A well known Israeli journalist who recently visited Egypt, returned name shocked. The man, who in the past used to come back from Cairo with interviews and background reports from both the political and social Egyptian elite, this time returned empty-handed. As if by order, all the doors were shut. Israelis, he discovered, are no longer welcome in Cairo.
Just one year ago, things were quite different. True, the autonomy negotiations were deadlocked. But President Anwar Sadat, with his declared optimism, was still a strong believer in peace with Israel. He had just overcome a new wave of internal unrest, and although domestic social and economic difficulties continued to trouble him, he appeared to be in control of the situation.
He attended the military parade, commemorating the “victory” of the October 1973 war against Israel, certain that things would turn out for the better once Israel completed its withdrawal from Sinai in the year ahead. It was exactly one year ago today that Sadat was fatally shot at the parade.
DETERIORATION IN RELATIONS
Relations between Israel and Egypt after Sadat’s death began to deteriorate and have never been the same. They suffered their worst blow after the massacre of Palestinians in the Sabra and Shatila camps in west Beirut. Ambassador Saad Mortada of Egypt was called home for “consultations.” He is unlikely to return.
Sadat’s successor, Hosni Mubarak, has always been an enigma to the Israelis. When he served as Sadat’s deputy, he shied away from the Israelis. He visited Israel only once and has not come here since assuming the office of President.
Mubarak this week vowed to continue Sadat’s peace policy but coupled it with a warring that Israel faces “grave consequences” if it continues its policies in Lebanon and referred to what he called Israel’s illusion of military might that he said was shattered by Egypt in 1973.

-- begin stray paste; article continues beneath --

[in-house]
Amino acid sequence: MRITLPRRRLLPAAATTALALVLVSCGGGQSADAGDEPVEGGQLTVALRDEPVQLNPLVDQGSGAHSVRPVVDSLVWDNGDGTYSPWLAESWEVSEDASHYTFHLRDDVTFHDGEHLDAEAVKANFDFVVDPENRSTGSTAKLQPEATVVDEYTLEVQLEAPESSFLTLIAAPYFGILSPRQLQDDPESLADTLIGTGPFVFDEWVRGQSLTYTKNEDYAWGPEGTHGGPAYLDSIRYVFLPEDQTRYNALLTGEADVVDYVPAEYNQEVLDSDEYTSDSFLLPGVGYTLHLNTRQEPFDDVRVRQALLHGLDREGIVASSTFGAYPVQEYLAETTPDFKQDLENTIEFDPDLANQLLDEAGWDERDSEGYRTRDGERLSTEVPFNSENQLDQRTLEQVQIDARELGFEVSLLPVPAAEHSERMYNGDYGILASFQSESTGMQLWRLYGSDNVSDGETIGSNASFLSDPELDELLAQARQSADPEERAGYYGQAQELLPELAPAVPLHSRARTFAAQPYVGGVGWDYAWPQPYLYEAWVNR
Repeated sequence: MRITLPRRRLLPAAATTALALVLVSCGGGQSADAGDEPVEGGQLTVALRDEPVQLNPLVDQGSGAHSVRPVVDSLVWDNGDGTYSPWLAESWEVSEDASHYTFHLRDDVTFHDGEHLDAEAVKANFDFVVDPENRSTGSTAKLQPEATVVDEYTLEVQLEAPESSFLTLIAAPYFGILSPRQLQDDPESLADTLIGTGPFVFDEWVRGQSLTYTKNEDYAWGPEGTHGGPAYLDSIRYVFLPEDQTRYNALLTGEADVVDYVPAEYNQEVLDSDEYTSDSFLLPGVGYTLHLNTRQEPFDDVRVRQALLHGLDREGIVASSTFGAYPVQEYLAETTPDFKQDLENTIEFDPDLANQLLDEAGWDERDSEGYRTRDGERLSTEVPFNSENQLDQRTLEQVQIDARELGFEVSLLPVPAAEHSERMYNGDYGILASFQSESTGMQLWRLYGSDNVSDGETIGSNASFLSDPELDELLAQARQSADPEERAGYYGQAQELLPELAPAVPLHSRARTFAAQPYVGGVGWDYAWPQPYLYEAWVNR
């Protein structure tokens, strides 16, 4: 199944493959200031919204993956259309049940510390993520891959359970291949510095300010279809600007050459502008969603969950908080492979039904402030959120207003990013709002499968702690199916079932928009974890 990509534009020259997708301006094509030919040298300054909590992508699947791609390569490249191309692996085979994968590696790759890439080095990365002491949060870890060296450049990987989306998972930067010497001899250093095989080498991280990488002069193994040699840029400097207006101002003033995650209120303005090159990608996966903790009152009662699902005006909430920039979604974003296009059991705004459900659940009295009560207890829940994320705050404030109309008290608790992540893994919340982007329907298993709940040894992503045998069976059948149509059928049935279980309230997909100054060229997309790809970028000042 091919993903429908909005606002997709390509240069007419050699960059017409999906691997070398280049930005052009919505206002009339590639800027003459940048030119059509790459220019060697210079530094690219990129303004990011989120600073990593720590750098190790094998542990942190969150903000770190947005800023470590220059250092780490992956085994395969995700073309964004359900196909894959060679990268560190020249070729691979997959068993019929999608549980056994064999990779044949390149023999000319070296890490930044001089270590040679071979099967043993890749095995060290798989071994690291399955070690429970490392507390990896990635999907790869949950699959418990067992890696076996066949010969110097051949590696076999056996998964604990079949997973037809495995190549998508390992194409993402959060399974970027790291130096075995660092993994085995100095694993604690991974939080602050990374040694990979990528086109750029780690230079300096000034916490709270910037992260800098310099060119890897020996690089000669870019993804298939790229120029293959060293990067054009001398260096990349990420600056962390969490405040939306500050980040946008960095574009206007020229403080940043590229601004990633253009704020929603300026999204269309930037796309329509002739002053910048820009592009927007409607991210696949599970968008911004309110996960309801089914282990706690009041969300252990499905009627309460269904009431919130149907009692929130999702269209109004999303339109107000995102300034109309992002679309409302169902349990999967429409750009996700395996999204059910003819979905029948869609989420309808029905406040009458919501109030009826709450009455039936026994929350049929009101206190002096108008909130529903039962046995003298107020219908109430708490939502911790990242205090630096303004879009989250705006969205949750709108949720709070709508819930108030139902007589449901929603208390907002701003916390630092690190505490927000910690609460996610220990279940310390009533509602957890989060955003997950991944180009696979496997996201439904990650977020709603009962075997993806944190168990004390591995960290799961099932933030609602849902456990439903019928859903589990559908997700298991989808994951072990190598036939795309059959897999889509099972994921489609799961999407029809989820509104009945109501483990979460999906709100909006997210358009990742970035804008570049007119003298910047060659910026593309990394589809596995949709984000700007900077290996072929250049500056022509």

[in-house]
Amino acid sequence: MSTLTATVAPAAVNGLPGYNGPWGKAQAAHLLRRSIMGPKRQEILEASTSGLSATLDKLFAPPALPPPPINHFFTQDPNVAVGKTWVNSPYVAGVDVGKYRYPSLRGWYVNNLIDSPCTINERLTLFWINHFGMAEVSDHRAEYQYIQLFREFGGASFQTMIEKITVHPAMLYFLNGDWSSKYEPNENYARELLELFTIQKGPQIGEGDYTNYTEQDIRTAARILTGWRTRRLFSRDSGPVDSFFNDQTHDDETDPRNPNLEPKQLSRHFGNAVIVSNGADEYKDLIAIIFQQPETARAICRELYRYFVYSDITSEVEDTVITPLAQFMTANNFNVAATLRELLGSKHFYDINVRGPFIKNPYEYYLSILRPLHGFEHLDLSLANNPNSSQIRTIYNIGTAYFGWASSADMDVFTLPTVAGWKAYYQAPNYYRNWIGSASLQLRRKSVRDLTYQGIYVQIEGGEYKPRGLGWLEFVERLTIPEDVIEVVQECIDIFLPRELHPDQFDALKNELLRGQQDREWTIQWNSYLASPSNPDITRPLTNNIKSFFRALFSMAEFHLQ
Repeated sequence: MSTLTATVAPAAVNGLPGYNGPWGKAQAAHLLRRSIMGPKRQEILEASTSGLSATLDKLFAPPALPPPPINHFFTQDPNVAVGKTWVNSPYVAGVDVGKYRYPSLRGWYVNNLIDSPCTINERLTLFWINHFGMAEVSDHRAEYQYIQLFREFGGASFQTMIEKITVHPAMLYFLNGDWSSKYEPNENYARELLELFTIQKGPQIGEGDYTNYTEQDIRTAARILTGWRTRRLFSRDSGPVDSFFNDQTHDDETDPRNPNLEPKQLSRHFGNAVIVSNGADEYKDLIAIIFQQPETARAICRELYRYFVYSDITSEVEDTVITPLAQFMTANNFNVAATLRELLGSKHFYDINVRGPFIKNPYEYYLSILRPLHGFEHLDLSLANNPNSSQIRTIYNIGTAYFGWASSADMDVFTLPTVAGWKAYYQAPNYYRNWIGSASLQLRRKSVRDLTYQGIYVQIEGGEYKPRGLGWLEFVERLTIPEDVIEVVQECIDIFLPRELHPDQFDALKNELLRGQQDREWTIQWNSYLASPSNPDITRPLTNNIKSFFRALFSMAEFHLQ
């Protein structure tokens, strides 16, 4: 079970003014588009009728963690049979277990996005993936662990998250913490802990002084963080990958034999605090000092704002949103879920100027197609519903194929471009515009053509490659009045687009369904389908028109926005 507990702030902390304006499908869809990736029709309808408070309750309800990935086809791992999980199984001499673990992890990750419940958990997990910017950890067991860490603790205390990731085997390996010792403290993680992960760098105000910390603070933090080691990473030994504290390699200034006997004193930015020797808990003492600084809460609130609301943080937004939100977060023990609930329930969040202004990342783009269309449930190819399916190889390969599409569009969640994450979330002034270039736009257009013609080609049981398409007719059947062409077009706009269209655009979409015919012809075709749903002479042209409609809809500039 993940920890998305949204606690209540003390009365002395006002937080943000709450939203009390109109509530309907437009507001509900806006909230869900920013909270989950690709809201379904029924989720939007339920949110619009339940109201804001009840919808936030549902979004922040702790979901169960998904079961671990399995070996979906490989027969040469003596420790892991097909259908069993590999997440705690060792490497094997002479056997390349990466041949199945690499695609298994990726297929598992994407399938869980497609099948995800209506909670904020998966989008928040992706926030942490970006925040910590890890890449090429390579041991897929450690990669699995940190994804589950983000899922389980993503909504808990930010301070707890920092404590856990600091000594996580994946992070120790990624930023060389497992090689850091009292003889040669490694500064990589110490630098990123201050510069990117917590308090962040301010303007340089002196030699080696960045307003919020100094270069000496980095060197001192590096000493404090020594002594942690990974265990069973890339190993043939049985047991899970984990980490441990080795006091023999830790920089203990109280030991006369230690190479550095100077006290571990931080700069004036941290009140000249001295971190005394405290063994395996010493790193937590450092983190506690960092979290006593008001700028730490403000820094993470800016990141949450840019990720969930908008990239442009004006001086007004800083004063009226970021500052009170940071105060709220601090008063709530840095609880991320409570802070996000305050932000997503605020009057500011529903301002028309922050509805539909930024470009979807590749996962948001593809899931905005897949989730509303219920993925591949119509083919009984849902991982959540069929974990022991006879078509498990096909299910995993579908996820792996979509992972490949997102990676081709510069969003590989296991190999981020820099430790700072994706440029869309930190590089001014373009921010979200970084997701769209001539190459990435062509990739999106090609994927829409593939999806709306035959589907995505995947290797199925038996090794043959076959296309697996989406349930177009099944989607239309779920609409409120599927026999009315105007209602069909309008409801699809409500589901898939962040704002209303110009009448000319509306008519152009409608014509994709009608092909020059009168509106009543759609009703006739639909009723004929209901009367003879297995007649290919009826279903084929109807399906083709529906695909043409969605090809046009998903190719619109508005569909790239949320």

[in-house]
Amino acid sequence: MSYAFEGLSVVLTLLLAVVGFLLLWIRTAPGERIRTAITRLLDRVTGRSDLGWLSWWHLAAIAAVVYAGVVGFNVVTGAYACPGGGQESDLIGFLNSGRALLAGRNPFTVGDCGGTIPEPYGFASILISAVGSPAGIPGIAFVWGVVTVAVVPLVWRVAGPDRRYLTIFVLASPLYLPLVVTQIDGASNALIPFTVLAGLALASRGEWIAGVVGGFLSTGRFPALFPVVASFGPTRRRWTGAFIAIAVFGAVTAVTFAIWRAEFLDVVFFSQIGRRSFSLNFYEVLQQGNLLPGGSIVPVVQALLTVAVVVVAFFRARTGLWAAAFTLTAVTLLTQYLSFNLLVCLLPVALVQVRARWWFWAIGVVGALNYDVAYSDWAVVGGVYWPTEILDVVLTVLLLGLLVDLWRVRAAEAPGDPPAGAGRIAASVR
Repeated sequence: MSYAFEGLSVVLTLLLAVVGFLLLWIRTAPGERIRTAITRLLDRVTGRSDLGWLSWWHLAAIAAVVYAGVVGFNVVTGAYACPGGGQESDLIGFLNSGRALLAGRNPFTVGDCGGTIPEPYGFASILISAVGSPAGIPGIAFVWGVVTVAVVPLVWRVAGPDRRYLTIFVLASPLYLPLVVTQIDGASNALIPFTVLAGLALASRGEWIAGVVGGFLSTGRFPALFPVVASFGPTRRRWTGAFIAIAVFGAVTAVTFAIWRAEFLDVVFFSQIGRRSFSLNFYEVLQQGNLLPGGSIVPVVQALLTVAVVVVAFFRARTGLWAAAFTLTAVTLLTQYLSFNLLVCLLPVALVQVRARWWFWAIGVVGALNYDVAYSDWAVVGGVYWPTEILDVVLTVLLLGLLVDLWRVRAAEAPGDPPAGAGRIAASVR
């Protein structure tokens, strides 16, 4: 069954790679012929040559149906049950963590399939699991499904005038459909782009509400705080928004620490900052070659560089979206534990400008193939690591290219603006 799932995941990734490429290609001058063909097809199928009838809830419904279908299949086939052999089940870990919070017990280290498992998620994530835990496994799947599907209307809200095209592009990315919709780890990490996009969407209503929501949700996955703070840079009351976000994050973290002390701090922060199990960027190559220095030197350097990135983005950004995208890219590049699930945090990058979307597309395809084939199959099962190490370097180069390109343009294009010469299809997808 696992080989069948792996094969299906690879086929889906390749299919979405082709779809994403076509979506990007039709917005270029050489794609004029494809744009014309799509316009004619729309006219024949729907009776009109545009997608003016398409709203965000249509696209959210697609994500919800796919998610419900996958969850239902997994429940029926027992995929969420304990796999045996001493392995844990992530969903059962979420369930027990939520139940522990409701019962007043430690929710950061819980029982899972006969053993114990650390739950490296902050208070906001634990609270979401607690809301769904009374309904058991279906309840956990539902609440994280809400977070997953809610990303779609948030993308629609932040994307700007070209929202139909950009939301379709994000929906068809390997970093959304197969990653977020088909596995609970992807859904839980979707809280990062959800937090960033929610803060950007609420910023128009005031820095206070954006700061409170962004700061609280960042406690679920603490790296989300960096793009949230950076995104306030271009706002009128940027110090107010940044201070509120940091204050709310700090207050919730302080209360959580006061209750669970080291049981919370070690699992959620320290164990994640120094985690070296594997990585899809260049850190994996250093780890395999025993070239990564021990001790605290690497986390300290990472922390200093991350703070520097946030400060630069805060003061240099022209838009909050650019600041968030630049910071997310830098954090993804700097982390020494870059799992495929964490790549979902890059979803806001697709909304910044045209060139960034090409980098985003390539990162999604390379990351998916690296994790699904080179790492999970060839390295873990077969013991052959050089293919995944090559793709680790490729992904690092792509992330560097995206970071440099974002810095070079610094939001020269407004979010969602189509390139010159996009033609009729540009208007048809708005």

However, although relations between Egypt and Israel have cooled considerably, Mubarak was nevertheless careful not to break ties completely despite the blow he must have suffered when Israel launched its “Peace for Galilee” campaign. It is generally agreed by political analysts that with a possible settlement in Lebanon, Mubarak will probably send a new Ambassador to Israel. But relations are expected to remain in “deep freeze.” The often talked about normalization process between the two countries is no longer in process.
NORMALIZATION PROCESS AT A HALT
Although a number of Egyptian tourists and several cultural groups such as an orchestra and two dance troupes have visited Israel, the general scene is gloomy. Israel opened a consulate in Alexandria and Egypt opened one in Eilat. But Israelis find it hard to visit the previously popular beaches of Sinai, and fewer Israelis visit Egypt nowadays, although Israel had become Egypt’s fourth largest source of tourism.
The small Israeli diplomatic community in Cairo, as well as Israeli businessmen and academics, find it increasingly difficult to maintain contacts with the local population. The Egyptian message is clear: Egypt insisted from the start, from the time Sadat visited Jerusalem in 1977 and addressed the Knesset, that it would not agree to a separate peace agreement with Israel.
The intensive settlement efforts on the West Bank since the signing of the Camp David agreements has been interpreted by the Egyptians as directly contradicting the autonomy process as outlined in those accords. The war in Lebanon placed the Egyptians in an intolerable position, at a time when they were trying to improve relations with the Arab world.
Mubarak apparently resorted to a freeze in relations with Israel as the only alternative to severing relations entirely. He refrained from the latter course despite intensive domestic pressures. The apposition has recently called on the government to give top priority to military preparedness on the eastern front with Israel.
Mubarak has enthusiastically endorsed President’s Reagan’s Middle East peace initiative as a possible way out of the deadlock. Meanwhile, the Egyptian media is sharply attacking Israel’s leaders. And while Cairo seems willing to wait for a new leadership to emerge in Israel, even if it takes a long time, Mubarak is on record as having warned Israel to mend its ways or face “grave consequences.”
The Archive of the Jewish Telegraphic Agency includes articles published from 1923 to 2008. Archive stories reflect the journalistic standards and practices of the time they were published.